Before she was a reporter, CNN host Erin Burnett worked on Wall Street. Evidently she still sees things from that perspective.
On October 21, Burnett took time on her show OutFront to criticize the Justice Department's reported $13 billion settlement with JPMorgan Chase. The bank is apparently ready to settle over a variety of claims relating to mortgage securities and the 2008 economic collapse.
To Burnett, this is the government punishing success–and making the bank pay for things it didn't even do:
This is all related to mortgage-backed securities and bad mortgages. It's a hell of a lot of money, but JPMorgan can afford it, which brings me tonight's number: $26 billion. That's how much JPMorgan made last year. So, the fine will take about half what they make.
If that makes you feel better, maybe it shouldn't. Just because they can afford it doesn't make it right. Going after companies, of course, should be based on wrongdoing, not on who has the money. And the truth in the case of JPMorgan's $13 billion fine is that many of the problem mortgages that they're paying for now stem from two acquisitions the bank made during the depth of the financial crisis.
Five years ago, JPMorgan bought Bear Stearns and Washington Mutual. These were hastily arranged deals brokered by Uncle Sam. In fact, many would say the fair word to use is "forced by Uncle Sam." Jamie Dimon was told, if you don't buy these, which are in death spirals, you're going to jeopardize the financial system. It's a patriotic duty, got to do it.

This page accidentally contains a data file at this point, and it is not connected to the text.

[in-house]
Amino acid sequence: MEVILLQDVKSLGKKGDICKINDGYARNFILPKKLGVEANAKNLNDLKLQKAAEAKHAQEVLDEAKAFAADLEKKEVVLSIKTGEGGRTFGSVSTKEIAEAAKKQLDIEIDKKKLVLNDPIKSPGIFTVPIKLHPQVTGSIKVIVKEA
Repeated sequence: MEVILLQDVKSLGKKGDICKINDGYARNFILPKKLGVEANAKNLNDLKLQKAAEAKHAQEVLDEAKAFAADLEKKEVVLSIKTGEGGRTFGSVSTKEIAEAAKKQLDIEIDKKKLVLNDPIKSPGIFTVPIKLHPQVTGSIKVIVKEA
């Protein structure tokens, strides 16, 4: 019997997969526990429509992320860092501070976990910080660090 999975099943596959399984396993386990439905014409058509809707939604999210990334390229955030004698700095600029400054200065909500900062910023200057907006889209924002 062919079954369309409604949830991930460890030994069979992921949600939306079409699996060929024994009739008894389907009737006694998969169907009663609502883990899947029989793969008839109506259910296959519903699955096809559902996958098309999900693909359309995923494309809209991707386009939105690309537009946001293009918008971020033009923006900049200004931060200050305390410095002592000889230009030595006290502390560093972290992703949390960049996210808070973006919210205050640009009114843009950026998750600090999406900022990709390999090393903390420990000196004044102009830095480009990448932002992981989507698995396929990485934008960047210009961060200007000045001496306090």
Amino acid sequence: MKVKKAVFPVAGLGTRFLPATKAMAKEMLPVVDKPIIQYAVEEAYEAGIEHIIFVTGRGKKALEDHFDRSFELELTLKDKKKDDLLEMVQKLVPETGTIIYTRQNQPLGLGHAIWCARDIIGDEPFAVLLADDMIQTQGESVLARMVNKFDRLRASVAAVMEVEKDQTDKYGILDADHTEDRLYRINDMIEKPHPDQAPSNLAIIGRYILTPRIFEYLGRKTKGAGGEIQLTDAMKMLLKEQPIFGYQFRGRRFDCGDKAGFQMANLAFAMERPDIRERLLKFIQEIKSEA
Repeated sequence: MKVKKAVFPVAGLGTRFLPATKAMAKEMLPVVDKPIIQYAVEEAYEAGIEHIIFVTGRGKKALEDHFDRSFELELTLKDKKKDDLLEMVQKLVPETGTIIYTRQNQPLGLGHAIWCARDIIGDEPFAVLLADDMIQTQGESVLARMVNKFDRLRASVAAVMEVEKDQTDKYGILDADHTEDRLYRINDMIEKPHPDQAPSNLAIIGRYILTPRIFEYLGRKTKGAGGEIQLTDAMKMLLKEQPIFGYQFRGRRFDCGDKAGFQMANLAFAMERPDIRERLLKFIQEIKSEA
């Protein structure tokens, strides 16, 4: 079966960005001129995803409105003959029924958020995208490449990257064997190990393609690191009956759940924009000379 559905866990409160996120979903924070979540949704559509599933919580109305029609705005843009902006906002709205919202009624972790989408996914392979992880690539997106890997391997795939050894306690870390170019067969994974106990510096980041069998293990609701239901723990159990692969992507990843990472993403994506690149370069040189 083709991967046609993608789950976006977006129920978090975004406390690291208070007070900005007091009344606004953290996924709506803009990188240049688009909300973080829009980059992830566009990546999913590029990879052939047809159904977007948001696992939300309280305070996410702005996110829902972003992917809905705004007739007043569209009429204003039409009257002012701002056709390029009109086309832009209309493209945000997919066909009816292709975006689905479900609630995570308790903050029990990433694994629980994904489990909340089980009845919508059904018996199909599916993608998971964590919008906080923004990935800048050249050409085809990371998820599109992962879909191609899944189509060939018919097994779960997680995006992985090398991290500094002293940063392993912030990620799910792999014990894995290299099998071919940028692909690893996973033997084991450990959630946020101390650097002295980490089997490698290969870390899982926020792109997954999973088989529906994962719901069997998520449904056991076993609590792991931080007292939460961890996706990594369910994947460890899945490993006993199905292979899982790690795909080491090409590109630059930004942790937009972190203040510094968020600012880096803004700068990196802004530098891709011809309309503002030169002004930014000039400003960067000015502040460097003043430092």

JPMorgan didn't have the luxury of time to do due diligence at the time. They didn't have the luxury of saying, no, I don't want to buy this company because we're worried (INAUDIBLE). Jaime Dimon got the banks cheap. They also had to take on those banks bad loans and now they're paying for it.
From the sound of it, you'd think the Justice Department was adopting the mentality of a bank robber: They went after JPMorgan because that's where the money is. Burnett is suggesting that the bank is being penalized for the actions of two other institutions, Bear Stearns and Washington Mutual, that JPMorgan was forced to buy.
It's a helpful story if you're Jamie Dimon, but it falls apart under scrutiny. As Peter Eavis of the New York Times reported last month (9/30/13), JPMorgan had been keen on the idea of buying both companies months before they were "forced" to do so by the government. That might explain why company executives like Dimon made statements after the acquisitions that they knew what they were getting.
Eavis also pointed out that it is not at all unusual for a company to assume certain liabilities when it assumes ownership of a corporation. As he put it, "the practice of holding acquirers accountable for the missteps of purchased companies is quite common." (If this weren't the case, it would be absurdly easy for corporations to avoid accountability for misdeeds by simply transferring ownership.)
As Yves Smith explained on CounterSpin this week (10/25/13), JPMorgan Chase bought both companies for next to nothing–and they've profited handsomely since then as a result. As many have noted, the Bear Stearns building itself is valued at more than Dimon paid for the entire company.
And as George Zornick at the Nation wrote last year (10/24/12), JPMorgan received plenty of things in the deal; the government "took $30 billion of toxic assets off of Bear Stearns’s books," for instance.
So it's hard to imagine seeing JPMorgan or its CEO as the victim here–but a CNN host who used to work as a Goldman Sachs analyst might be able to find a way.